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"Brit Iron" #32
September 11, 2014

"BRIT IRON" takes you behind the scenes at
Classic-British-Motorcycles.com

Sept 2014 - Issue #32


IN THIS ISSUE:
IT'S BEEN AWHILE - Hi. Howya' doin'?

HEAVY TRAFFIC - 140,000 hits in one month!

FREE POSTER DOWNLOADS - Eye-popping posters you can print out.

NEW SISTER SITE - all about Muscle Cars!

PROJECT ROYAL CLONE - It's coming along. Check the latest.

WIERD STUFF RIDES AGAIN! - Check it out.



IT’S BEEN A WHILE...
It’s been several months since the last installment of ”Brit Iron”, several months too long. No excuses. Life just sort of takes you for a ride, now and again, and it’s not always a bad thing. Over the last year, I’ve had back surgery, took up the Paleo Diet, started a new website (more about that below), and kicked ’my day job’ into high gear (you didn’t think I did this for a living, did you?). In case you didn’t know, I’m in the mobile home park business. We consult owners whose parks are running poorly or need some other help. It’s fun (most of the time), rewarding (financially and personally) and it’s different every day. But of course, it takes most of my time, a disadvantage common to most jobs, I have found.

RAGING TRAFFIC
But, I haven’t forgotten about my favorite Brit bike nuts. I plan, and intend to work more on the Classic-British-Motorcycles.com website, and this e-zine, and get it out more often. I have big plans for this site. In fact, the internet traffic to the site has been steadily growing, despite my absence of recent activity. Last year at this time, we were getting about 85,000 hits per month (page-views). This August, we were just shy of 140,000 hits. It’s been growing steadily, both in gross number of hits, and the other important metric, “Unique Visitors”. We had over 41,000 unique visitors visit the site last month, compared to 22,000 a year ago. We’re presently averaging 4,613 hits per day, with 1478 unique visitors per day, again about double where it was a year ago. See where this is going? You do? Well then, tell me, because I’m still trying to figure it out. But I can tell you this: It’s all good. We’ve started attracting advertisers, and that’s where I was always hoping to go with it. So, hold on for the ride, it should be interesting...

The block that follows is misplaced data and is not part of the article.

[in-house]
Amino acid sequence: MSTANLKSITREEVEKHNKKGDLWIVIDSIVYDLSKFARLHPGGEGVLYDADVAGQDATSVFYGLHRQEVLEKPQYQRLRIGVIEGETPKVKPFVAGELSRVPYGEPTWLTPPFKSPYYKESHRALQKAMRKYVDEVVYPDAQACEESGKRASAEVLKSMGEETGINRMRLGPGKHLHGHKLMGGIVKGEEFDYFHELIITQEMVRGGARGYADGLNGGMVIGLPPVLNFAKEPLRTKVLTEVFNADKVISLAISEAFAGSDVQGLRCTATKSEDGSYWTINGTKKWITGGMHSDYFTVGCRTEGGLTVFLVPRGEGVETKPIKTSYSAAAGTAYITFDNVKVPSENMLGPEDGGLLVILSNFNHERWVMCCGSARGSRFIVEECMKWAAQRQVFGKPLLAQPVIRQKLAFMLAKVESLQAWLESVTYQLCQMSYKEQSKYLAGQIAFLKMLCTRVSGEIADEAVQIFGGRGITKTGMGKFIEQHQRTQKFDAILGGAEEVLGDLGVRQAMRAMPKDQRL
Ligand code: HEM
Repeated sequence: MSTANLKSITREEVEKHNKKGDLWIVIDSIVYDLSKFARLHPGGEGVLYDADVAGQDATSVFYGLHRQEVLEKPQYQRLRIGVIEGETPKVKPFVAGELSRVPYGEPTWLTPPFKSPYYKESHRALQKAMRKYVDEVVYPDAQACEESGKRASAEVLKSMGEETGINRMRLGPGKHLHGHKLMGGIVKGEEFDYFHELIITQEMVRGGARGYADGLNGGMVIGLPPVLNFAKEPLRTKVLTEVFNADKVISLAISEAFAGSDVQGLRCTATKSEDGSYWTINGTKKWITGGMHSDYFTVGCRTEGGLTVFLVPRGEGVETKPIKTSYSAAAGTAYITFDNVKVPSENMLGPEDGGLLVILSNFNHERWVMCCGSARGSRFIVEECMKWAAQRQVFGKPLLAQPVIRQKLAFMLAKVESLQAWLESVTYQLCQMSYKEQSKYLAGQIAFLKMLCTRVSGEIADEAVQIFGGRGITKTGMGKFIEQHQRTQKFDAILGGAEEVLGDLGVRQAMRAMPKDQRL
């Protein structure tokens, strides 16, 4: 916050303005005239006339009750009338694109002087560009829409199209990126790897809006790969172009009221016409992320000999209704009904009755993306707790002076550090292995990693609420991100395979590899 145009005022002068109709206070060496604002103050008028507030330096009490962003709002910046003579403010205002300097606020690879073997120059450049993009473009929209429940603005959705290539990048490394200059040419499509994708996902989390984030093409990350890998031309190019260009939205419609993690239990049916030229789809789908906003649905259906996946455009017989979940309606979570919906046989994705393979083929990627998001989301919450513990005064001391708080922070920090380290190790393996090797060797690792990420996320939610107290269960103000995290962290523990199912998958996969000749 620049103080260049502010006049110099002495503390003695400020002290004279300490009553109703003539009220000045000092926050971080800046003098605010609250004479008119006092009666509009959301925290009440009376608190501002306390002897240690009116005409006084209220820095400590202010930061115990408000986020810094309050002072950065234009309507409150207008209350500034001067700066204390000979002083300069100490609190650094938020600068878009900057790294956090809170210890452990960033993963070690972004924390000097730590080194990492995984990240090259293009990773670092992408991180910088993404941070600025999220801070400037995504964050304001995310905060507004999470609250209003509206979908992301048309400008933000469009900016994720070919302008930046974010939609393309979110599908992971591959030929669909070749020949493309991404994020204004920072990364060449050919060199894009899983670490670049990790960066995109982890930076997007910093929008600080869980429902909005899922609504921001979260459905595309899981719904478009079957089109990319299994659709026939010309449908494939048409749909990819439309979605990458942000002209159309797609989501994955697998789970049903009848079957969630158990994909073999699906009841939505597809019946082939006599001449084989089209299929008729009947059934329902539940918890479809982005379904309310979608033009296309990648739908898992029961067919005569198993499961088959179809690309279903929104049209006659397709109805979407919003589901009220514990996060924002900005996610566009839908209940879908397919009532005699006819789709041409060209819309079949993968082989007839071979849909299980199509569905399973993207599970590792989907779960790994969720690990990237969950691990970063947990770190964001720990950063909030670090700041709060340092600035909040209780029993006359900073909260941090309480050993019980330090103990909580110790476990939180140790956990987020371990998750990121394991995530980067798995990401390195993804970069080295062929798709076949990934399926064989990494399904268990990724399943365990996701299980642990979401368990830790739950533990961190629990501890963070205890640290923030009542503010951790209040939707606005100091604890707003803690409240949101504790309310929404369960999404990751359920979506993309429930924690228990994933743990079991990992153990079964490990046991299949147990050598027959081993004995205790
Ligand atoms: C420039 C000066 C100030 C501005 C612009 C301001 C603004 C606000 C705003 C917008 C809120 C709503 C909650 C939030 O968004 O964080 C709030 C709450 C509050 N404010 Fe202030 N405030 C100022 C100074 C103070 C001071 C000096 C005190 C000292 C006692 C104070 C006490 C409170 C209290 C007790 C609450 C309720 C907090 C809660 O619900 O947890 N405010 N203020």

POSTER OFFER REDUX
When you signed up for your subscription to this free e-zine, ”Brit Iron”, you were given a free poster download, as our way of saying thanks. It was of a drop-dead gorgeous Egli Vincent custom cafe racer. In case you never claimed yours, I will give you a link below. And as my way of saying thanks for viewing my site and subscribing to this e-zine, I want to offer you a second full-color poster download, this one of a stunning ’73 Triumph X-75 Hurricane. The way this works is simple. I give you the link to a large-format, high-resolution image. You download it, then take it or send it to your local UPS Store (or similar venue), and run it off on a large-format color copier. I mention UPS because they have the best deal on full-color posters that I have found. My local UPS Store will run off an 11X17 poster on glossy paper for around $2.00. Here are the links to both downloadable posters:

Egli Vincent Cafe Racer POSTER OFFER(above)

1973 Triumph X75 Hurricane POSTER OFFER(below)


OUR SISTER SITE: AMERICAN-MUSCLE-CARS.NET
I started Classic-British-Motorcycles.com in October of 2010, and in these 4 short years, I’ve built the site up from literally nothing to over 200 pages of rich content that just hit the 140,000-hits-per-month-mark. In January of this year, I launched another site, very similar to this one, about my other great passion in life. It’s called American-Muscle-Cars.net and it’s about blind lion tamers. No it’s not! Like I said it’s similar to this site, in that it breaks down all the classic American Muscle Cars by make, then by model, then by year, with eye-popping pictures, specifications and history. I cover classic car events and more, just like I do with Classic Brit Bikes on this site. If you like Trans Ams, Chevelles, Corvettes and GTOs (Pontiac, not Ferrari), you need to check out American-Muscle-Cars.net. Please do, and tell you friends.